One of the reasons many young people leave or never affiliate with a Christian church is that they are repulsed by what they consider bigotry against women and LGBTQ people, to say nothing of toleration for racist and/or anti-scientific views and sexual abuse scandals.
A good recent example of bigotry against women was what the radio evangelist John MacArthur said about female Southern Baptist Bible teacher and author Beth Moore (pictured here). He said she should "go home."
As this Patheos.com blog notes, MacArthur reminded "the audience that women are never allowed to preach on a stage." Then he mocked Moore, causing the audience to laugh. "When he said he didn’t have anything to add, 'period, paragraph, end of discussion,' he added just one more jab for good measure."
The blogger, author Cara Meredith, says, "It was one of the most tasteless conversations I’ve ever heard."
Over the decades, Meredith writes, Moore has over and over again said yes -- "not to the people reading her books but to God. She responded to the call -- not to keep on teaching women, per say, but to keep on using her words for good."
The surprise here, which shouldn't be a surprise any more, is the virulence of MacArthur's misogyny. He simply can't imagine that a female could be called by God to preach or teach the gospel. When young people hear about such audacious malarkey their reaction often is not to want to have anything to do with such ignorant buffoonery. And they certainly aren't moved to respond with a desire to explore Christianity, which they now imagine is full of hard-line nonsensical rules from beginning to end.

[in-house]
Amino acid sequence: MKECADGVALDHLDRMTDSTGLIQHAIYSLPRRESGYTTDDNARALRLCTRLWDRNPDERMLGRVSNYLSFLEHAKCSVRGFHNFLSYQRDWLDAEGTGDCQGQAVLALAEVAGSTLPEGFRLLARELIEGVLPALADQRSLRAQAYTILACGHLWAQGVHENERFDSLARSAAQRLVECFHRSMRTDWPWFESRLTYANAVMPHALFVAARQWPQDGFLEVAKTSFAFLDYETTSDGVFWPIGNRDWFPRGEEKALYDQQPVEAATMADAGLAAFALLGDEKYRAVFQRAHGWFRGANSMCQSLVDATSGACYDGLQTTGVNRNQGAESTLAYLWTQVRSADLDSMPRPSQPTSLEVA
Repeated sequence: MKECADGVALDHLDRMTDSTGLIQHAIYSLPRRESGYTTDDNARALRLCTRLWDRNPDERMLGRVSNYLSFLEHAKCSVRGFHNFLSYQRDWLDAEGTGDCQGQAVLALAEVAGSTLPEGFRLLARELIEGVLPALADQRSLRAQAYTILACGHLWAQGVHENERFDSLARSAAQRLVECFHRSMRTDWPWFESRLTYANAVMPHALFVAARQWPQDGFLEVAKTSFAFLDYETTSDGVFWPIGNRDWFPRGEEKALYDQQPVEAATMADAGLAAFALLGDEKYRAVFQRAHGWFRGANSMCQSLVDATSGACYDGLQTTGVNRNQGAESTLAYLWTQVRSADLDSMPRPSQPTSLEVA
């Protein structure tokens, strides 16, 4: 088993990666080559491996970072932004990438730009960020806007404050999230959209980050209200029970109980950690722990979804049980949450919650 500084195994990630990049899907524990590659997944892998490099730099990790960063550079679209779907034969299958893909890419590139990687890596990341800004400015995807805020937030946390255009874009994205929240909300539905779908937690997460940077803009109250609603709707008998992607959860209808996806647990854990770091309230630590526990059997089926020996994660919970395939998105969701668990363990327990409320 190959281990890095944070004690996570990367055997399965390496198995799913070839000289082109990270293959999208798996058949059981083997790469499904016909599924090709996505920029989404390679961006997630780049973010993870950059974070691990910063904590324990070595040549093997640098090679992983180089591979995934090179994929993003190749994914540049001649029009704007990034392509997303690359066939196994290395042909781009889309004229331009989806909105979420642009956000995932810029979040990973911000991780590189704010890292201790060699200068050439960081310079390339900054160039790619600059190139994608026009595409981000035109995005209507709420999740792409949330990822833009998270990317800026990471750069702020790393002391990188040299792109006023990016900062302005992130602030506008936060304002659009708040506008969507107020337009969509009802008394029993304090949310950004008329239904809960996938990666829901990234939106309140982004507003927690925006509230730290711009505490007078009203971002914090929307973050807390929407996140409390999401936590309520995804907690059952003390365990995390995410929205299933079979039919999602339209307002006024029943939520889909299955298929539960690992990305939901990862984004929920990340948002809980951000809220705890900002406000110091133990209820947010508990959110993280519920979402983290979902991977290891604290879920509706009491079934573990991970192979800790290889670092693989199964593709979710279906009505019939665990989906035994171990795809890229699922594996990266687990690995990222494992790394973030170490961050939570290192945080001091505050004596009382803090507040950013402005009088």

Yes, the church must have it standards for who is called to teach and preach and who is called to be ordained to ministry. But for MacArthur to imagine that God doesn't want female voices to help people understand the Bible is to dismiss half of humanity as unworthy. I'd say no-thanks to that kind of presumptuous faith leader, too.
* * *
A BIBLE COMES HOME
A wonderfully illustrated Hebrew Bible that left Spain when Jews were expelled in 1492 is coming back to the country for an exhibition. It's a reminder not only of the persecution of Jewish people but also of the reality that Muslims, Jews and Christians once co-existed rather well in Spain.